Playing cards were invented in Ancient China but reached Europe only after the Middle Ages, being transferred from Egypt, where it was brought, in its turn, from Persia. Suits and symbols on the cards, as well as their shapes, varied greatly depending on local cultural influences.
The earliest mentions of a Chinese entertainment called the game of leaves is dated by the 9th century. This fact was represented in many pieces of research, including the ancient ones. The game gained popularity during the time when the Tang Dynasty was ruling the country – it was played on banquets of the officials. The “leaves” were probably far from what we imagine now hearing “playing cards”: there were pictures on them which didn’t have the hierarchy cards are known for now.
The earliest European reference dates back to the 14th century – a miniature of a card play was included in a French manuscript. We can see cards with numbers on them – now we know this type of design as the Latin suit-signs.
Many researchers claim that in the 14th century, such games were already so popular that authorities came to banning them. Playing cards were normally associated with charlatans and drunks. Bans on using cards on workdays were spread in many countries throughout Europe at that time.
“Pips” – graphic symbols on the cards – were simplified through time. At first, there were complex pictures of birds or flowers, charged with meanings. Then, they all moved to a sphere of mystic cards like tarot, while playing cards moved toward homogeny. Deck of cards symbols in forms of clubs, diamonds, hearts, and spades was established in Medieval France. The way they were painted varied from one location to another, but the essence remained the same.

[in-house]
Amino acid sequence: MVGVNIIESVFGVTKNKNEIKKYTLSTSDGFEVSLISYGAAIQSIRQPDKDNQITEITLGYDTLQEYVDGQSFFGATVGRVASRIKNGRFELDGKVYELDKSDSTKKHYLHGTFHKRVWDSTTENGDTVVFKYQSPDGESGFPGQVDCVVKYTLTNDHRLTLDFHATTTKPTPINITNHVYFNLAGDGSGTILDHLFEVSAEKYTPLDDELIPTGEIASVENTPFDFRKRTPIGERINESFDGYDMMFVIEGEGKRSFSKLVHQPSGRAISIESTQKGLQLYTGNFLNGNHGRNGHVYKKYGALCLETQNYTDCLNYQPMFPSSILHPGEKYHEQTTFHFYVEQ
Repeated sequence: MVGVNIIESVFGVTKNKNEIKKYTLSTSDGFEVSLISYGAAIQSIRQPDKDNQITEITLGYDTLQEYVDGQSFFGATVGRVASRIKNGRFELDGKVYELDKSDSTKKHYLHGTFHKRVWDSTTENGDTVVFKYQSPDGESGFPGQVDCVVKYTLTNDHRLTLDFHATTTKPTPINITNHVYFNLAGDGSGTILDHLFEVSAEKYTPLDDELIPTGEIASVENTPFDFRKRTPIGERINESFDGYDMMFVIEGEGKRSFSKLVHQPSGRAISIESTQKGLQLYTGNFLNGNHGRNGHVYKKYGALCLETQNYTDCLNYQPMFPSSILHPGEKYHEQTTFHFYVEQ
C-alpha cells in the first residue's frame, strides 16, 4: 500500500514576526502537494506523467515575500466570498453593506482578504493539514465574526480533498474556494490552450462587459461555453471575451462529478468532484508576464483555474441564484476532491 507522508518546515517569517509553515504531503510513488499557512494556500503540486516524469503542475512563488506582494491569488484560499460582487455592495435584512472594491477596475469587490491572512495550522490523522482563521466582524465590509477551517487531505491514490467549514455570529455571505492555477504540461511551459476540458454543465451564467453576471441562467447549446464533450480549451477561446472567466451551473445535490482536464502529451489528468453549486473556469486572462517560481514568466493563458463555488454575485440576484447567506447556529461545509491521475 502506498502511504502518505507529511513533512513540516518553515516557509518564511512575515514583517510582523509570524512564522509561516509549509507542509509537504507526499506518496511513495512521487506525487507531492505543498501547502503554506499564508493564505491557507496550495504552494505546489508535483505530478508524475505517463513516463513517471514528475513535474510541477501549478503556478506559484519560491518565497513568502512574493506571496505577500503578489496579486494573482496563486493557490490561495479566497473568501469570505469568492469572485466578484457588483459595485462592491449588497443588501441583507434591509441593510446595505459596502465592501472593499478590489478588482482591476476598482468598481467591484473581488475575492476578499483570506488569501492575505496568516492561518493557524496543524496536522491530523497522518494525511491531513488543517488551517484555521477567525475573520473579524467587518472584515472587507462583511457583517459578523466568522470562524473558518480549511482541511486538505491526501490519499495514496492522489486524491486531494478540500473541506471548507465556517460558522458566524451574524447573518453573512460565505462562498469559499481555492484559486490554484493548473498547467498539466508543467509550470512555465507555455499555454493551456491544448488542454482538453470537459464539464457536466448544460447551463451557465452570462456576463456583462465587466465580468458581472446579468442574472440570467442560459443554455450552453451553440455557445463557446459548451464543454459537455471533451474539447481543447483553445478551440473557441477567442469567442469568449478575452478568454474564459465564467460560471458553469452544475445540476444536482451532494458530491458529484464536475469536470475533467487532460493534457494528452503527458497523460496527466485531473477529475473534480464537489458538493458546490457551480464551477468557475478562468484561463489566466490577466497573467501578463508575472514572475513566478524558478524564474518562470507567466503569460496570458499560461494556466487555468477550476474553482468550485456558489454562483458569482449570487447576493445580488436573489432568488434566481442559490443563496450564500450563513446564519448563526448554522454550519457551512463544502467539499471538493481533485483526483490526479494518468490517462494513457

Historians suggest that four suits represented social classes: clergy, military, merchants, and peasants. This theory can hardly be proved.
Apart from pips with numbers, there are so-called face cards, which appear to have more stability in their representation. British and French king cards derive from the images of the same persons: Charles, David, Caesar, and Alexander the Great. The queen cards are the following: Pallas, Judith, Rachel, and Argine. There were some variations in other European countries: Spanish decks replaced queens with Caballeros, German ones excluded queens but featured two types of jacks (upper man and lower man).
As games were gaining more acceptance, manufacturers were making a fortune on the production of playing cards. There were a lot of designs, but the community of gamblers insisted on standard and symmetrical cards not to get distracted in the process.
As for the backs of the cards, they remained plain. It wasn’t until the 19th century when a British printer created simple designs for the backs: with dots, stars, or something like that. It was not only a visual enhancement which could please the eye of players, but it also contributed to making the process fairer: plain backs could easily wear out and reveal the values of cards.
Another innovation that changed the course of the cards history was implemented during the Civil War – corner indices with numbers and letters were added. It allowed players to hold their cards in a more compact way and glance through them quickly.